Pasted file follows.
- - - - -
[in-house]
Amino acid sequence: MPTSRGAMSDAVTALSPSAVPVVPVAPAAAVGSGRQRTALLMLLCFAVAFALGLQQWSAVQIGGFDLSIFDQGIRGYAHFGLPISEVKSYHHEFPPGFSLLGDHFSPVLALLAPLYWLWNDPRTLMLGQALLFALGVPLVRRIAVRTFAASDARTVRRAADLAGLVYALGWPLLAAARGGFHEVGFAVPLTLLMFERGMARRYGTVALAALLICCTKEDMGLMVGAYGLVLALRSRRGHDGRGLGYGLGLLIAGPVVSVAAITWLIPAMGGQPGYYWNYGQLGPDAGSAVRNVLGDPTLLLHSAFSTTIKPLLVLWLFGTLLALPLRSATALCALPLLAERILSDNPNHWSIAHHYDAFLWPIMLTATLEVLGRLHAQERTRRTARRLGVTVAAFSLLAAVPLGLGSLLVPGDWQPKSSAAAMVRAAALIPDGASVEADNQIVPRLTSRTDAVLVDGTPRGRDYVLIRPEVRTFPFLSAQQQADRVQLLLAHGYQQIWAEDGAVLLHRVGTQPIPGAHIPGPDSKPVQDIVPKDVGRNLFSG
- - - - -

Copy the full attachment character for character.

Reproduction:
[in-house]
Amino acid sequence: MPTSRGAMSDAVTALSPSAVPVVPVAPAAAVGSGRQRTALLMLLCFAVAFALGLQQWSAVQIGGFDLSIFDQGIRGYAHFGLPISEVKSYHHEFPPGFSLLGDHFSPVLALLAPLYWLWNDPRTLMLGQALLFALGVPLVRRIAVRTFAASDARTVRRAADLAGLVYALGWPLLAAARGGFHEVGFAVPLTLLMFERGMARRYGTVALAALLICCTKEDMGLMVGAYGLVLALRSRRGHDGRGLGYGLGLLIAGPVVSVAAITWLIPAMGGQPGYYWNYGQLGPDAGSAVRNVLGDPTLLLHSAFSTTIKPLLVLWLFGTLLALPLRSATALCALPLLAERILSDNPNHWSIAHHYDAFLWPIMLTATLEVLGRLHAQERTRRTARRLGVTVAAFSLLAAVPLGLGSLLVPGDWQPKSSAAAMVRAAALIPDGASVEADNQIVPRLTSRTDAVLVDGTPRGRDYVLIRPEVRTFPFLSAQQQADRVQLLLAHGYQQIWAEDGAVLLHRVGTQPIPGAHIPGPDSKPVQDIVPKDVGRNLFSG